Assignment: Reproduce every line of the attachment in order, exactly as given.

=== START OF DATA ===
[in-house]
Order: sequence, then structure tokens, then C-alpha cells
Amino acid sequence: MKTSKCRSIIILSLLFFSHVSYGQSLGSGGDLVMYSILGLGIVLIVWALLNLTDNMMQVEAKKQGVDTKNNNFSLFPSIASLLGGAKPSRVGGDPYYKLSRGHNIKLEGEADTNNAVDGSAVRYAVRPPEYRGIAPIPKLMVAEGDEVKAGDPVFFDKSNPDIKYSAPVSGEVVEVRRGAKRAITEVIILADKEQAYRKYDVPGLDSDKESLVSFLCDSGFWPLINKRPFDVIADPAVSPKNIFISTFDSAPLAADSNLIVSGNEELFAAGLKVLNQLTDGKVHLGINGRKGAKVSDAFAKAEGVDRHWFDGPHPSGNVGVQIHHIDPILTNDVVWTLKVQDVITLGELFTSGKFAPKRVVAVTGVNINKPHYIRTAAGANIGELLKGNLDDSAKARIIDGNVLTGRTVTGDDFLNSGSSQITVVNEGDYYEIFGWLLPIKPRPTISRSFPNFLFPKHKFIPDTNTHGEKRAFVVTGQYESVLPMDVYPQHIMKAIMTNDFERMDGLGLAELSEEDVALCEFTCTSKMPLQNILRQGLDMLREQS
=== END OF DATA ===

[in-house]
Order: sequence, then structure tokens, then C-alpha cells
Amino acid sequence: MKTSKCRSIIILSLLFFSHVSYGQSLGSGGDLVMYSILGLGIVLIVWALLNLTDNMMQVEAKKQGVDTKNNNFSLFPSIASLLGGAKPSRVGGDPYYKLSRGHNIKLEGEADTNNAVDGSAVRYAVRPPEYRGIAPIPKLMVAEGDEVKAGDPVFFDKSNPDIKYSAPVSGEVVEVRRGAKRAITEVIILADKEQAYRKYDVPGLDSDKESLVSFLCDSGFWPLINKRPFDVIADPAVSPKNIFISTFDSAPLAADSNLIVSGNEELFAAGLKVLNQLTDGKVHLGINGRKGAKVSDAFAKAEGVDRHWFDGPHPSGNVGVQIHHIDPILTNDVVWTLKVQDVITLGELFTSGKFAPKRVVAVTGVNINKPHYIRTAAGANIGELLKGNLDDSAKARIIDGNVLTGRTVTGDDFLNSGSSQITVVNEGDYYEIFGWLLPIKPRPTISRSFPNFLFPKHKFIPDTNTHGEKRAFVVTGQYESVLPMDVYPQHIMKAIMTNDFERMDGLGLAELSEEDVALCEFTCTSKMPLQNILRQGLDMLREQS